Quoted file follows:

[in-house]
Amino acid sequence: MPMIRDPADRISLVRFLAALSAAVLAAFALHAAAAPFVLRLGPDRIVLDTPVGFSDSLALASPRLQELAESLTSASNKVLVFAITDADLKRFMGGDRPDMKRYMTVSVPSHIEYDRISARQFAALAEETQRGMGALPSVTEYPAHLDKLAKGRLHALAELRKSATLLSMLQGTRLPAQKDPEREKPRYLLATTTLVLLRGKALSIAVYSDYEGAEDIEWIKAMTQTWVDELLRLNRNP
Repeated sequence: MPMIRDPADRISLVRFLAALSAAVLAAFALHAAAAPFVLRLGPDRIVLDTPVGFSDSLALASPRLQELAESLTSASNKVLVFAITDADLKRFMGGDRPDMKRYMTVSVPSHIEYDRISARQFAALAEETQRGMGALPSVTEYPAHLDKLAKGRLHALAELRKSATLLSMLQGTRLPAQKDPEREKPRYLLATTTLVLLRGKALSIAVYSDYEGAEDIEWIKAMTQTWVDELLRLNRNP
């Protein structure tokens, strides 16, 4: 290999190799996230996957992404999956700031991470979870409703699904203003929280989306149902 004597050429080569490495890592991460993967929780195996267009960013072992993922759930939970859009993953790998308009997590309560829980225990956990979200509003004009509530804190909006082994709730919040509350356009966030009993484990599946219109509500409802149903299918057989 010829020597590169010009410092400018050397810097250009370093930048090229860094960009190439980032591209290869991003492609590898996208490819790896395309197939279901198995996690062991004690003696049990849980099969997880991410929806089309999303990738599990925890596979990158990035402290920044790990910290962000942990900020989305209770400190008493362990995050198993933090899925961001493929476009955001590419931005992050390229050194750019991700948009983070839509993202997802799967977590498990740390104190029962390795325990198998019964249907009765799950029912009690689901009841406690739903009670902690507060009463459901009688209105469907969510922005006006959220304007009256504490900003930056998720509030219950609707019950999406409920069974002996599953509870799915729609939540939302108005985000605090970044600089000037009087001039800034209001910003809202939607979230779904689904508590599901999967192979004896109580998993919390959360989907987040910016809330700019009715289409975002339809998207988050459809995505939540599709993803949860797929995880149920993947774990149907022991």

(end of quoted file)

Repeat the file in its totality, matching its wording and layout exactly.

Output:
[in-house]
Amino acid sequence: MPMIRDPADRISLVRFLAALSAAVLAAFALHAAAAPFVLRLGPDRIVLDTPVGFSDSLALASPRLQELAESLTSASNKVLVFAITDADLKRFMGGDRPDMKRYMTVSVPSHIEYDRISARQFAALAEETQRGMGALPSVTEYPAHLDKLAKGRLHALAELRKSATLLSMLQGTRLPAQKDPEREKPRYLLATTTLVLLRGKALSIAVYSDYEGAEDIEWIKAMTQTWVDELLRLNRNP
Repeated sequence: MPMIRDPADRISLVRFLAALSAAVLAAFALHAAAAPFVLRLGPDRIVLDTPVGFSDSLALASPRLQELAESLTSASNKVLVFAITDADLKRFMGGDRPDMKRYMTVSVPSHIEYDRISARQFAALAEETQRGMGALPSVTEYPAHLDKLAKGRLHALAELRKSATLLSMLQGTRLPAQKDPEREKPRYLLATTTLVLLRGKALSIAVYSDYEGAEDIEWIKAMTQTWVDELLRLNRNP
């Protein structure tokens, strides 16, 4: 290999190799996230996957992404999956700031991470979870409703699904203003929280989306149902 004597050429080569490495890592991460993967929780195996267009960013072992993922759930939970859009993953790998308009997590309560829980225990956990979200509003004009509530804190909006082994709730919040509350356009966030009993484990599946219109509500409802149903299918057989 010829020597590169010009410092400018050397810097250009370093930048090229860094960009190439980032591209290869991003492609590898996208490819790896395309197939279901198995996690062991004690003696049990849980099969997880991410929806089309999303990738599990925890596979990158990035402290920044790990910290962000942990900020989305209770400190008493362990995050198993933090899925961001493929476009955001590419931005992050390229050194750019991700948009983070839509993202997802799967977590498990740390104190029962390795325990198998019964249907009765799950029912009690689901009841406690739903009670902690507060009463459901009688209105469907969510922005006006959220304007009256504490900003930056998720509030219950609707019950999406409920069974002996599953509870799915729609939540939302108005985000605090970044600089000037009087001039800034209001910003809202939607979230779904689904508590599901999967192979004896109580998993919390959360989907987040910016809330700019009715289409975002339809998207988050459809995505939540599709993803949860797929995880149920993947774990149907022991």